What's to come in the future? If we have learned anything in the last year of urban farming it is that planning is fun, but the farm will make its own decisions with or without our input. Below is a list of hopes, and some of them feel a bit like New Year's resolutions, which is to say that fulfilling or ignoring them are both viable options.

  • Honey bees are the next big goal. We'll be starting out with a single hive in the front yard in the spring, and we hope to learn much about the lives and organization of bees, pollination, listening to the weather, and collecting honey.
  • Meat birds are the next logical step after Rusty. Though this particular item is under some heavy scrutiny at the moment, it will eventually happen in the coming years, even if next year is not good timing.
  • The garden shed will be getting a concrete floor, and we hope to have this completed before the end of 2010. Both it and the garage could use a lot of love and work, but we'll handle that one project at a time. In the meantime, we need a safe place for storage, and we're looking forward to growing more of our garden starts under cover.
  • The reclaimed "acreage" in the front yard needs to be converted into beds and a mini orchard. Building raised beds can be a lot of work, but we've had such great success with those that we already have, and Aimee really wants a place to grow raspberries. I'm hoping to rig one or more of them to accomodate a mini hoop house for tomatoes, cukes, and possibly some other fun veggies.
  • The line of stumps in the backyard is gone, thanks to the fine efforts of the chickens. A second mini orchard may find its home there.
  • Our parking strip is the last vestige of grass (by which I mostly mean weeds and clover) in front of the house. One bed of herbs is already planted, and at least four more are planned. In my mind (as idyllic and ridiculous as it is known to be), I imagine our neighbors casually wandering over to clip oregano and parsley for their dinners in the summer evenings. In reality, I am prepared for more than a little cat poop.
  • Many of the bedding plants around the house are going to be removed and re-homed to make way for rhubarb, berries, and who-knows-what-else. We both agree that the calla lilies are waning, the single mum doesn't get enough light, and the dhalia always gets infested with aphids. It's time for edible permaculture.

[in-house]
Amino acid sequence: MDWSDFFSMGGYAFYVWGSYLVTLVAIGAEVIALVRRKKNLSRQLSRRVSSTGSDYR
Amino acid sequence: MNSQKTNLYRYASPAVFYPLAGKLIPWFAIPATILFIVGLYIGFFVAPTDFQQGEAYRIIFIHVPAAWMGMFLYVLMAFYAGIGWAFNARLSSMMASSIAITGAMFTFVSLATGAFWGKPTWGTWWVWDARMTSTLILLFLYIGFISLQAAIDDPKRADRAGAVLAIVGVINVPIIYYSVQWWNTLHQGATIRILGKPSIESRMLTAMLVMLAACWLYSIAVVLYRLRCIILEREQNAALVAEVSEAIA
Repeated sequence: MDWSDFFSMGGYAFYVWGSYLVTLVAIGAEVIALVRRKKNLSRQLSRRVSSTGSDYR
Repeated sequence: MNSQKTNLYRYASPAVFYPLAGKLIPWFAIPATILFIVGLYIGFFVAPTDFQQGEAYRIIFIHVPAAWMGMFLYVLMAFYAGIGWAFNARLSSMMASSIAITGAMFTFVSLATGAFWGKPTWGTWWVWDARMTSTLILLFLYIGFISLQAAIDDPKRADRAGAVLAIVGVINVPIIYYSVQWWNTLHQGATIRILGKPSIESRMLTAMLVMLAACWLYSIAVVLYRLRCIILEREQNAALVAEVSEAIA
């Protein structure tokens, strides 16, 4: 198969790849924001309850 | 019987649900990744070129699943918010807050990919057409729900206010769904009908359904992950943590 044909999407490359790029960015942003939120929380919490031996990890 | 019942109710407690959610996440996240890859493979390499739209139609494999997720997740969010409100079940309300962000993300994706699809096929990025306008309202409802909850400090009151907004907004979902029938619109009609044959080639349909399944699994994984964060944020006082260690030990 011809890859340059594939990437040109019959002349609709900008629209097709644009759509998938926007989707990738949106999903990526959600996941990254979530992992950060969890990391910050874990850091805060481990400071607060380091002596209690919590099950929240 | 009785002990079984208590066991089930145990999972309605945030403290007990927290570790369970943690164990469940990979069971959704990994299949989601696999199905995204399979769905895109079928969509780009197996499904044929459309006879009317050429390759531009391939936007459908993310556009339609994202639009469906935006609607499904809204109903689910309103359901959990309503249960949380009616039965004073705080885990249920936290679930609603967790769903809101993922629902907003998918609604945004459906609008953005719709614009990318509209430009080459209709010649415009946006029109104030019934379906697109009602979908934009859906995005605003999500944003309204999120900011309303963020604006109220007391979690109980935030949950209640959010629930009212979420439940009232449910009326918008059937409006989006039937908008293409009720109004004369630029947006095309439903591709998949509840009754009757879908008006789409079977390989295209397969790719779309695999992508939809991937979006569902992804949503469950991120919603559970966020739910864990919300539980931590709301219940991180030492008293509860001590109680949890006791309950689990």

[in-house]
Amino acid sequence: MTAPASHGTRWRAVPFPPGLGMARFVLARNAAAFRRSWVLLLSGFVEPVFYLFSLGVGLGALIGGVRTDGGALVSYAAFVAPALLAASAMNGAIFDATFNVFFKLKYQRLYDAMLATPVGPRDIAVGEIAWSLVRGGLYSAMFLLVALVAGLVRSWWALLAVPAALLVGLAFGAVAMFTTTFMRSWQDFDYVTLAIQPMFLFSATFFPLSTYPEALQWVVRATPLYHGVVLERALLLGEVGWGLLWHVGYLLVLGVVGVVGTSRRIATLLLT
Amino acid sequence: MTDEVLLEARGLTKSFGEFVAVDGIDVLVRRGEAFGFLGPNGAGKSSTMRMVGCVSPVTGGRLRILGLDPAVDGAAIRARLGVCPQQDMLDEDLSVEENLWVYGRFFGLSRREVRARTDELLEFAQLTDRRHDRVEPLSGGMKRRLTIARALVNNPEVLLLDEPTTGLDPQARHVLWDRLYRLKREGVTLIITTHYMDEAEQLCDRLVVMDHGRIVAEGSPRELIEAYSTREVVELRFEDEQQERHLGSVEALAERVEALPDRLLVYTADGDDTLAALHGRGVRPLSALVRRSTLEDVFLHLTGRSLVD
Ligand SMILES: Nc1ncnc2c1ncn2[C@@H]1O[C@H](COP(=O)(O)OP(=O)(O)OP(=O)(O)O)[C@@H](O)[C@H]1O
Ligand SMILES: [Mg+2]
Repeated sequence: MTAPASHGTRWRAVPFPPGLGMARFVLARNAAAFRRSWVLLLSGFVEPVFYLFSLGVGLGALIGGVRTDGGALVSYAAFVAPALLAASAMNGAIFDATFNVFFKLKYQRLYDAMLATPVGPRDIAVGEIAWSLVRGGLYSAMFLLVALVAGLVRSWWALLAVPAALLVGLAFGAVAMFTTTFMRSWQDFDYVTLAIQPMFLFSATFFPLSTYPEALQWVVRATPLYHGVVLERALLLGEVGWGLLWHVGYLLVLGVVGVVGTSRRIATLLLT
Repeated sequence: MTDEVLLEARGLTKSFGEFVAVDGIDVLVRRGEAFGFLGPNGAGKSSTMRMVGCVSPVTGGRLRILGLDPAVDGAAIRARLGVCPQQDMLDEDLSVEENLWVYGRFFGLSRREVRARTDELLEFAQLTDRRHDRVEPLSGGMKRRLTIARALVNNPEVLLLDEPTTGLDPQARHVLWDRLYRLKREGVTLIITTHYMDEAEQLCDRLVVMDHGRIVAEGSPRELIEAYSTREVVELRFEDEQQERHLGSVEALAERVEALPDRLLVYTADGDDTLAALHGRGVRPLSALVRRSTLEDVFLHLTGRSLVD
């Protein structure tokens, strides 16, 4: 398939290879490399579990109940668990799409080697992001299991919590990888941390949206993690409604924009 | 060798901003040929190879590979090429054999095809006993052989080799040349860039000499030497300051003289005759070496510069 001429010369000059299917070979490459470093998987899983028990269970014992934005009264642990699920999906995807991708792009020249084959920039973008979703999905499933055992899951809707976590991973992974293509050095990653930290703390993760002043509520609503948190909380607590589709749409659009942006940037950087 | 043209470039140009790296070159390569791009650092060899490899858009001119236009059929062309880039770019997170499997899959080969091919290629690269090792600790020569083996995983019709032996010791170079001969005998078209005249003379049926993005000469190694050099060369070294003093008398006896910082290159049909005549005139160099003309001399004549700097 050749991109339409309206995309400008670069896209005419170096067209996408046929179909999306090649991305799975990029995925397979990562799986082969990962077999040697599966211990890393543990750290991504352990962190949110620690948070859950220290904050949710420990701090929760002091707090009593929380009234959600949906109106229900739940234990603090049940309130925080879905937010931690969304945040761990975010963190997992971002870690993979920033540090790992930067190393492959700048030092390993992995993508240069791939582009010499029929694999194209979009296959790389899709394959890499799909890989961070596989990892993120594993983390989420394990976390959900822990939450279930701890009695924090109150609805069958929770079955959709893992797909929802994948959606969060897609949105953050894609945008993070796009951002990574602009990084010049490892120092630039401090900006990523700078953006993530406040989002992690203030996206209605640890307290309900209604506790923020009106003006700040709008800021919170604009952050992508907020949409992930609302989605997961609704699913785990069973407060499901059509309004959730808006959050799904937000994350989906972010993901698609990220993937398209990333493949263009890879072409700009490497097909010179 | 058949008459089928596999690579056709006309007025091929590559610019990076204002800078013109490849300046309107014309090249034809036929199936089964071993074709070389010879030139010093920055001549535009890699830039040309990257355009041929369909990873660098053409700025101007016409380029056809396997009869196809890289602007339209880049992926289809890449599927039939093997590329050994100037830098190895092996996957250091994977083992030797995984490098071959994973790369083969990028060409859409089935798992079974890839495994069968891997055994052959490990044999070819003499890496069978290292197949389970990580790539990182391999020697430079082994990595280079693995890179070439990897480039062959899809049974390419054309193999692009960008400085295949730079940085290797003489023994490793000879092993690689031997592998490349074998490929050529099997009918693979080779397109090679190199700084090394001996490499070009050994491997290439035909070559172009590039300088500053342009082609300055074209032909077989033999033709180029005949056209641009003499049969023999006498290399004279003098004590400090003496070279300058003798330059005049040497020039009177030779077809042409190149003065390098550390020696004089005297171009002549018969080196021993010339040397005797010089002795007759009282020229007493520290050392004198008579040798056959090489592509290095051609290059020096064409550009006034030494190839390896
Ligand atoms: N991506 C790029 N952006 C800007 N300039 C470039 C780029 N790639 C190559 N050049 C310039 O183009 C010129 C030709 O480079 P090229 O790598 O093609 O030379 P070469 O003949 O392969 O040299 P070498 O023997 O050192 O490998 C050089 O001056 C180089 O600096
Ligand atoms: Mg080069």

Are we too ambitious? Probably, but it's always funny to watch us try. Stay tuned over the next year to see what really gets done. What are your plans for gardens, farms, animals, and such?

Tuesday, November 2, 2010

Get Out And Vote!

The campaigning has hit its peak. Signs are in yards everywhere, the TV and radio are buzzing with promotional ads and digs at opponents, and some of us have even been visited (repeatedly) by Labor Neighbors. If you have a union job, you've probably heard of this door-to-door process. If you haven't, be thankful. In the spirit of exercising your rights, we encourage you to vote today. A brief review of the key issues is below, and our recommendations are noted.

  • Referendum Cluck - We, the chickens, hereby propose an increase in food, wherein food is defined as any wholesome substance to be deposited in our communal feeder or distrubuted about the floor of the run. Desired natural foodstuffs include such things as fresh berries, cheerios soaked in whole milk, a hot oatmeal breakfast on cold days, and leftover carrot and turnip mash.
Vote for - That raw food stuff is for sissies. We're tired of brussels sprout stalks and crunchy pumpkin innards. Cook it, already. (Sponsored by Real Chickens for Real Food)
Vote against - You're lucky you get anything but chicken feed. (Sponsored by Humans Don't Have Enough Time to Cook For Themselves, and They're Not About To Cook For Birds)

  • Initiative Egg - We, the humans, hereby demand a shift in the molting schedule of the hens. Summertime is hot, which means it is a much better time to shed feathers and regrow. Additionally, our egg demands are greatly reduced from July to August. We propose that this new molting period become effective immediately to help restore critically low funding in egg capital for holiday baking.